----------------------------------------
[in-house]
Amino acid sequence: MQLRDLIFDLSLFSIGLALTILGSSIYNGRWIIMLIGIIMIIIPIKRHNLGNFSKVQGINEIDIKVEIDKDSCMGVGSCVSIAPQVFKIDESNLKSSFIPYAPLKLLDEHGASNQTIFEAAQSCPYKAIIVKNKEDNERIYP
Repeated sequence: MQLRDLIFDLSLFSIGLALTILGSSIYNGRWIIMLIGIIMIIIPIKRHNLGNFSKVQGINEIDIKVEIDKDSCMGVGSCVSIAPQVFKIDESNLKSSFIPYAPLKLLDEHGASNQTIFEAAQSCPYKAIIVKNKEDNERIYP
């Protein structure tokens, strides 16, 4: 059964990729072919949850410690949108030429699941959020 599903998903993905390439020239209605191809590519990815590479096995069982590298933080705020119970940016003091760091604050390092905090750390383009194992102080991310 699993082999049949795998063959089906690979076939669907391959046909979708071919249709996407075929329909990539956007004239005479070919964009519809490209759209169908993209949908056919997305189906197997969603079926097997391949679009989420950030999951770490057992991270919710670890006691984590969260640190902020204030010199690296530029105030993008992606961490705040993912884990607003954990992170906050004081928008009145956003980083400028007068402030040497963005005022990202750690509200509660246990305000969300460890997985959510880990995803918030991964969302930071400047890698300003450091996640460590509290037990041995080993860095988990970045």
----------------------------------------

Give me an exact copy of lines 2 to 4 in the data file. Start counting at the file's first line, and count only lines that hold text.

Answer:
Amino acid sequence: MQLRDLIFDLSLFSIGLALTILGSSIYNGRWIIMLIGIIMIIIPIKRHNLGNFSKVQGINEIDIKVEIDKDSCMGVGSCVSIAPQVFKIDESNLKSSFIPYAPLKLLDEHGASNQTIFEAAQSCPYKAIIVKNKEDNERIYP
Repeated sequence: MQLRDLIFDLSLFSIGLALTILGSSIYNGRWIIMLIGIIMIIIPIKRHNLGNFSKVQGINEIDIKVEIDKDSCMGVGSCVSIAPQVFKIDESNLKSSFIPYAPLKLLDEHGASNQTIFEAAQSCPYKAIIVKNKEDNERIYP
């Protein structure tokens, strides 16, 4: 059964990729072919949850410690949108030429699941959020 599903998903993905390439020239209605191809590519990815590479096995069982590298933080705020119970940016003091760091604050390092905090750390383009194992102080991310 699993082999049949795998063959089906690979076939669907391959046909979708071919249709996407075929329909990539956007004239005479070919964009519809490209759209169908993209949908056919997305189906197997969603079926097997391949679009989420950030999951770490057992991270919710670890006691984590969260640190902020204030010199690296530029105030993008992606961490705040993912884990607003954990992170906050004081928008009145956003980083400028007068402030040497963005005022990202750690509200509660246990305000969300460890997985959510880990995803918030991964969302930071400047890698300003450091996640460590509290037990041995080993860095988990970045």